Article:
Now a little cesium beef who knows? When the grid goes down glowing in the dark may be a good thing.
That is why I did the dose calculation. Dose is dose, regardless of the source. The LNT model, which I assume you accept, quantifies risk in terms of absorbed dose. That is what I calculated. Show where in my calculation where there is a mistake. Absorbed dose accounts for energy. Comparison of absorbed dose as a proxy for overall risk is a very appropriate and acceptable manner of risk comparison.
My comment about transparent refers to gamma radiation which is more damaging to the body than beta.
You seem to lack a basic understanding of radiobiology. Absorbed dose is what causes damage. My dose calculation included both beta and gamma emissions. If you calculate things in terms of absorbed dose, you are doing an apples-to-apples comparison. The fundamental unit of absorbed dose is energy absorbed per unit mass. If the "unit mass" is taken to be the whole body, then absorbed dose is the quantity of energy deposited in the body by the source material intake. You can calculate that based on decay properties and specific activity, which I did.
SO, according to the EPA, higher energy gamma emissions are less damaging to the human body than are lower energy gamma emissions.
That is only true if you do not assume electronic equilibrium. If you don't, then you are going to have to do a very detailed stochastic model of the system, so you account for escaped energy in some fashion. I see none of that in the article cited, or in what you have presented. Lacking that, a very reasonable assumption is to assume electronic equilibrium and total absorption. That is almost certainly true for the case we are discussing.
I would pay a premium for this niche market beef. Where can I buy it?
I want a rib eye now....
So we agree to disagree. I point to medically recorded damage to human beings for radioactive cesium and the presence of bananas without Department of Transportation regulations in place in the grocery store. I cite EPA guidelines detailing some isotopes as being more hazardous than others based on emissions, medical observations of cesium, strontium and their differing behavior in the human body (e.g., strontium collecting in bones and teeth, cesium distributed through muscle) and common sense and you continue to insist none of this actually exists. So your attempts to equate bananas to radioactive cesium should no doubt motivate the Department of Transportation to lift all restrictions and licensing and lead shielding requirements for those transporting even small amounts of cesium or....more likely, creating certification and lead shielding requirements for bananas. I’ll keep a close eye on my local grocer’s produce section to see if you have succeeded in convincing the regulatory agencies to adopt your theory that the radioactive potassium in bananas is equivalent to radioactive cesium. I can’t wait to see the results!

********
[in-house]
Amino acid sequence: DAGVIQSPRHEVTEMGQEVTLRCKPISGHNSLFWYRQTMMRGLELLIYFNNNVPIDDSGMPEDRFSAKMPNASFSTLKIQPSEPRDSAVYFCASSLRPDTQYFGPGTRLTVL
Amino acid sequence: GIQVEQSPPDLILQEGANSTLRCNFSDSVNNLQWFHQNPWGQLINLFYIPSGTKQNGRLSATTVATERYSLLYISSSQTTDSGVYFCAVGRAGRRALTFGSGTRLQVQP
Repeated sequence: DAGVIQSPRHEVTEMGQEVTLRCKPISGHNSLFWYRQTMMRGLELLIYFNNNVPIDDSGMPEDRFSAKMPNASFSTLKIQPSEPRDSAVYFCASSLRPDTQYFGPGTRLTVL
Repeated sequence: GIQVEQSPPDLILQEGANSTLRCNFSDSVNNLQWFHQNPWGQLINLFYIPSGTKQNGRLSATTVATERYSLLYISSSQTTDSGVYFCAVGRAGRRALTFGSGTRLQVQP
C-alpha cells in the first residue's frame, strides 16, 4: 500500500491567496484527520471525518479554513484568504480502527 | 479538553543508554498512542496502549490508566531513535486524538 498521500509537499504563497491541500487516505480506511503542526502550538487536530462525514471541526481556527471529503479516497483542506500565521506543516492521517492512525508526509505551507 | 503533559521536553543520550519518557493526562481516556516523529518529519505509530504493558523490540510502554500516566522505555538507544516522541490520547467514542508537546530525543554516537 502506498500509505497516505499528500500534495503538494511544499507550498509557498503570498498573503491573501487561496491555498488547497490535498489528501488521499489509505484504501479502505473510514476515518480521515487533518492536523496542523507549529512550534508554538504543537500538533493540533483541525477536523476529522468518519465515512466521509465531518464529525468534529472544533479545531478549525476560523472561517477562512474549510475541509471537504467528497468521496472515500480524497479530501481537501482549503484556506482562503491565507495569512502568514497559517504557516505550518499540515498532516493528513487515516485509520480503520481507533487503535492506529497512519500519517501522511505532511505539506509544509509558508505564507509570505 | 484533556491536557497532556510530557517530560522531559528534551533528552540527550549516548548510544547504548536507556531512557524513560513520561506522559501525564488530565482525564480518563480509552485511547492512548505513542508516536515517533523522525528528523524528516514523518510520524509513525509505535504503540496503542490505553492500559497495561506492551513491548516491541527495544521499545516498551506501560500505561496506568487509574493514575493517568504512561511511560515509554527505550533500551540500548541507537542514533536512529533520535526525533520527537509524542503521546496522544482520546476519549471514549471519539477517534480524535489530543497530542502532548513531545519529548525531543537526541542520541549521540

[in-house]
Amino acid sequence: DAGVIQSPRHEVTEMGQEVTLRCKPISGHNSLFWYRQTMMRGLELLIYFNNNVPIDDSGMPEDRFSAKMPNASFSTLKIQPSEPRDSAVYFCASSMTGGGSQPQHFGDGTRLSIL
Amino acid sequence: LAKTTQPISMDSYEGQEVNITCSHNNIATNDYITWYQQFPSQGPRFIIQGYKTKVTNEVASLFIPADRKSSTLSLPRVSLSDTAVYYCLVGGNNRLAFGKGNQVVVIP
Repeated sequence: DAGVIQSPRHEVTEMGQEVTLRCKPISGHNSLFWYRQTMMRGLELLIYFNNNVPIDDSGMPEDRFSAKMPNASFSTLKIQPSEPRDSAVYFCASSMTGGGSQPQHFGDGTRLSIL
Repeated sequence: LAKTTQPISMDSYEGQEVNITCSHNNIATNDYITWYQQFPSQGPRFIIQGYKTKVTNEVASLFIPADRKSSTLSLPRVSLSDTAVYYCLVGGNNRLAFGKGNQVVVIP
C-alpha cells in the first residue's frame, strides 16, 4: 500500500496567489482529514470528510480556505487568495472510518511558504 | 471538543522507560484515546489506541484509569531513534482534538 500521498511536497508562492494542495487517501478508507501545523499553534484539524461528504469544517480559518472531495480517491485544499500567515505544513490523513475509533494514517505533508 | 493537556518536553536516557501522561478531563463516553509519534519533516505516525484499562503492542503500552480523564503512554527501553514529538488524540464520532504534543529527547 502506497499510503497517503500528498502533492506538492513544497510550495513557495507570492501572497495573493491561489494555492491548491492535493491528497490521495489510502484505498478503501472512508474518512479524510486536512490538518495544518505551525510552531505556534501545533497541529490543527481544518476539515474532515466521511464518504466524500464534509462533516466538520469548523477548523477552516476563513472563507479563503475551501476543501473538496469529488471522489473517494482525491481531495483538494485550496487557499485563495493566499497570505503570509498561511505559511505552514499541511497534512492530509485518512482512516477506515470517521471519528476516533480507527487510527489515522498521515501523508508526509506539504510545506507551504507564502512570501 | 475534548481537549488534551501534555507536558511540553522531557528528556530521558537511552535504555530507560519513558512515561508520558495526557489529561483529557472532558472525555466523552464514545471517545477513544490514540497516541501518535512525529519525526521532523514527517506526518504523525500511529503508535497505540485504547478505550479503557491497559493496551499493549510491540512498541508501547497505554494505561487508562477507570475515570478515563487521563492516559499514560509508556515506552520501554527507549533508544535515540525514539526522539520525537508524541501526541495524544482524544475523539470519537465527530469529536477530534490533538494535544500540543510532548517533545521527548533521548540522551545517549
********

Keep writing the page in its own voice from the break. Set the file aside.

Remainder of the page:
The dose comparisons of the beef and the bananas were made to put the risks in perspective using a quantifiable number. Absorbed dose is absorbed dose no matter how you slice it, whether you get it from beef, bananas, x-ray machines, airport scanners, medical procedures, nuclear reactors, or a nuclear bomb.
Anyway, evidently we've said what we want to say. Thanks for taking the time to respond to (challenge) my posts.
Unfortunately the amount of cesium emissions from #2 reactor Fukushima Plant 1 increased 700 percent last month. Pressure also increased by over 100 % the past month. Unfortunately, there were 14 nuclear reactors in Japan damaged just from the earthquake alone. All 14 lost external power due to earthquake damage. And aftershocks keep coming. We will be living with elevated cesium for decades. Also rumors of a partial meltdown in a reactor in Fukushima plant 2 (Danai). Japan is also now abandoning some decontamination efforts and admitting some areas will remain off limits for decades.
FUD gets squashed again.
The robot spent over two hours performing almost a full circuit of the catwalk above the torus, ..
That states ABOVE the torus. IE - The upper torus areas. They did not survey the lower bottom section of the torus where gravity would have taken the corium. Personally will never ever again expect truth from organizations that flat out lie about meltdown for 2 months and delay for one year letting people know that 14 reactors lost external power that day.
Personally will never ever again expect truth from organizations that flat out lie about meltdown for 2 months and delay for one year letting people know that 14 reactors lost external power that day.